6.74 Jeremiah -- the New Covenant

The idea of Covenant is terribly important to Jeremiah -- one of his chief indictments of his people is that they have broken the Lord’s covenant:

         "Both the house of Israel and the house of Judah have broken the covenant I made with their forefathers" (Jer 11:10),

          thereby bringing down on themselves the covenant curses (Jer 11:8).   And yet the Lord remains faithful.  Jeremiah prays,

         "Remember your covenant with us and do not break it" (Jer 14:21). 

 

          The Lord assures him that He will no more forsake His covenants with the Levites and with David than He will His covenant with day and night (Jer 33:19-22).

 

 More than this, though, He will make a new and "everlasting covenant" (Jer 32:40) with His people:

          "The time is coming," declares the Lord,
                  "when I will make a new covenant
                  with the house of Israel
                  and with the house of Judah....

          "This is the covenant I will make with the house of
                  Israel after that time," declares the Lord.
          "I will put my law in their minds
                  and write it on their hearts.
                  I will be their God,
                  and they will be my people.

          "No longer will a man teach his neighbor,
                  or a man his brother, saying, 'Know the Lord,'
                  because they will all know me,
                  from the least of them to the greatest,"
                 declares the Lord.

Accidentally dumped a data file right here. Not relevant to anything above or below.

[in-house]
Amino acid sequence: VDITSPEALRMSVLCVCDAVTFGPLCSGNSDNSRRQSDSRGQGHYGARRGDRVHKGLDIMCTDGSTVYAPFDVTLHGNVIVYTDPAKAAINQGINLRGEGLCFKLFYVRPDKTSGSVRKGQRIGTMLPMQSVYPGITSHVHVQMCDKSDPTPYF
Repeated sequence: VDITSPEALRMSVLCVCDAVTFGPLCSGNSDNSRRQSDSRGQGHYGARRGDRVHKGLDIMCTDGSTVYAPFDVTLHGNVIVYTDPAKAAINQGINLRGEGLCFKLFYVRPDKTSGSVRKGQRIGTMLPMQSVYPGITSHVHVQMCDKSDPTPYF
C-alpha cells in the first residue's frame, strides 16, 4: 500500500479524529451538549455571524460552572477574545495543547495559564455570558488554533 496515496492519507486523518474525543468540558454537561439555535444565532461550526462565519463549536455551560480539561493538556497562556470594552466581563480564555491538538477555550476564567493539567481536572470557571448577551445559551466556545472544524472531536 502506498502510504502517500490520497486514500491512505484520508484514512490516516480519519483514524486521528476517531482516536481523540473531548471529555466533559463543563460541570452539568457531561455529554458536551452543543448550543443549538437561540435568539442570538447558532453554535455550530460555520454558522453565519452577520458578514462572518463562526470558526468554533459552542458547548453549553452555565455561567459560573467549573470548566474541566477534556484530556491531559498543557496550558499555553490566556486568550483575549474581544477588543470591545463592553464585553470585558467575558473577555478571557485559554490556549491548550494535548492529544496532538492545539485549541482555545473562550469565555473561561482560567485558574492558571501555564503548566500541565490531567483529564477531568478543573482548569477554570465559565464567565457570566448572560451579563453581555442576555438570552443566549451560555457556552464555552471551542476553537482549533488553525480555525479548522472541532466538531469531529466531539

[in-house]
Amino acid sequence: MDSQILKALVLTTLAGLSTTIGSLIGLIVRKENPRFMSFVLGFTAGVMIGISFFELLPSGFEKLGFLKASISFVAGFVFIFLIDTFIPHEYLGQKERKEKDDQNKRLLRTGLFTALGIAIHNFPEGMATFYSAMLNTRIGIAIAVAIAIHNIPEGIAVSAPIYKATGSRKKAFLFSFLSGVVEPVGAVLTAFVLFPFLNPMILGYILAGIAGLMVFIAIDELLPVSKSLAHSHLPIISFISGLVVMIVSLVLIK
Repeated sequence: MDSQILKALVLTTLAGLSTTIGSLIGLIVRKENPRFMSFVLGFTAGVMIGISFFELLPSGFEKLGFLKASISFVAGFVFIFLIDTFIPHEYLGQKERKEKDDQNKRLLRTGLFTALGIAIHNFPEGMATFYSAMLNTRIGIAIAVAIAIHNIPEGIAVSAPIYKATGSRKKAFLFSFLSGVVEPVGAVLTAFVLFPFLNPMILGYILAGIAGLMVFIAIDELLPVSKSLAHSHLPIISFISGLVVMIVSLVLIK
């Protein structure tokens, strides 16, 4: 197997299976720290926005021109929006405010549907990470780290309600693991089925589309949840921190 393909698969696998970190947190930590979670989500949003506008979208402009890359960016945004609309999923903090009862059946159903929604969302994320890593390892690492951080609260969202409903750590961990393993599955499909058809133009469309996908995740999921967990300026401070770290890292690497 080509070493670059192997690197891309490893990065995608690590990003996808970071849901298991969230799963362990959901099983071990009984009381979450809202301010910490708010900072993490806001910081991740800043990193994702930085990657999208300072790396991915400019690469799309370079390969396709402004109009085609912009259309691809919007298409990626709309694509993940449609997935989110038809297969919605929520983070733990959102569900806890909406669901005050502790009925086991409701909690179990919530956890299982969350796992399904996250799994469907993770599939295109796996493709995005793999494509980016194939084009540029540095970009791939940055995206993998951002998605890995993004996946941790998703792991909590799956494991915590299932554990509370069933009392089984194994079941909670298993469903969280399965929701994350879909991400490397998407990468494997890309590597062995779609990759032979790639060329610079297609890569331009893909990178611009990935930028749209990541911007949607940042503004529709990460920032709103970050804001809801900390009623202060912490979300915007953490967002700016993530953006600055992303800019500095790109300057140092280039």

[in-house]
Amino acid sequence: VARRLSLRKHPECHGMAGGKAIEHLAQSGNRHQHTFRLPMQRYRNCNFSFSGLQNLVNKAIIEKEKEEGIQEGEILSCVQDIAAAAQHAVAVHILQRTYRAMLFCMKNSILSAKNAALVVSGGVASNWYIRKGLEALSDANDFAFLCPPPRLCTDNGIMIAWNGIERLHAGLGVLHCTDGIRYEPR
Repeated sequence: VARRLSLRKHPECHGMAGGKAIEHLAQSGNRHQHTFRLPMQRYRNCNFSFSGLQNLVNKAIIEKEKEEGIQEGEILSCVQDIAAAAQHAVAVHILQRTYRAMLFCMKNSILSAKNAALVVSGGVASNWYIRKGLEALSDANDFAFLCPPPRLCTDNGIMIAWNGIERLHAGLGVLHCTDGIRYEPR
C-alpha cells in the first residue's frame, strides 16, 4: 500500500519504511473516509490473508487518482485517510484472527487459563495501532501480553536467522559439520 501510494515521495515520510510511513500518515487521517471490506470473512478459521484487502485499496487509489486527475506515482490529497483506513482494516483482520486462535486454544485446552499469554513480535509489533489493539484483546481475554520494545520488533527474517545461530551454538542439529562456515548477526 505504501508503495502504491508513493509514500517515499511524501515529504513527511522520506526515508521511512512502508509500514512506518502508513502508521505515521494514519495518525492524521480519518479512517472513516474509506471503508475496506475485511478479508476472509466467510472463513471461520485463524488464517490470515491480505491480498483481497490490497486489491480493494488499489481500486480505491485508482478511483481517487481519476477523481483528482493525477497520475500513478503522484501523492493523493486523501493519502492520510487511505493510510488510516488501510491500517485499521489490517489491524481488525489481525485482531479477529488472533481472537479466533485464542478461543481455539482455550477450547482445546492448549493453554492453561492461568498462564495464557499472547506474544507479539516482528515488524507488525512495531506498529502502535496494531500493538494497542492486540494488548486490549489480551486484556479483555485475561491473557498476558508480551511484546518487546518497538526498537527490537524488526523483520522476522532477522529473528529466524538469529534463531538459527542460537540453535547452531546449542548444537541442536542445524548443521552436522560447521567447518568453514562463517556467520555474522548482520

"For I will forgive their wickedness
                 and will remember their sins no more" (Jer 31:31-34).

         

This is the best-known passage in Jeremiah, and it is one of the key Old Testament passages underlying the New Testament concept of a "new covenant" inaugurated by Jesus.  The central provision of this new covenant is the new heart.  Jeremiah has seen that

          The human heart is deceitful above all things and beyond cure (Jer 17:9),

          beyond any hope of reform.  But now the Lord says,

          "I will give them a heart to know me" (Jer 24:7).

          "I will give them singleness of heart and action" (Jer 32:39). 

One sweeping implication will be a new era of individual responsibility.  In the Law of Moses, obedience and sin each have generational consequences:

          "I, the Lord your God, am a jealous God, punishing the children for the sin of the fathers to the third and fourth generation of those who hate me, but showing love to a thousand generations of those who love me and keep my commandments" (Ex 20:5-6).

           But this will change, says Jeremiah.  A day is coming when

          "people will no longer say, 'The fathers have eaten sour grapes, and the children’s teeth are set on edge.'   Instead, everyone will die for his own sin;  whoever eats sour grapes -- his own teeth will be set on edge" (Jer 31:29-30).

       

From the standpoing of this study on race, a major difference between Isaiah's and Jeremiah's declaration of the new covenant is that Jeremiah limits it to the houses of Israel and Judah (Jer 31:31).  There is no mention of foreigners, "people who sat in darkness," eunuchs, etc.  This makes Jeremiah somewhat similar to Joel, who foresaw a great endtime outpouring of the Holy Spirit (Joel 2:28-29), but does not specifically mention Gentiles.

        

This leads us to consider what Jeremiah does have to say about the surrounding nations.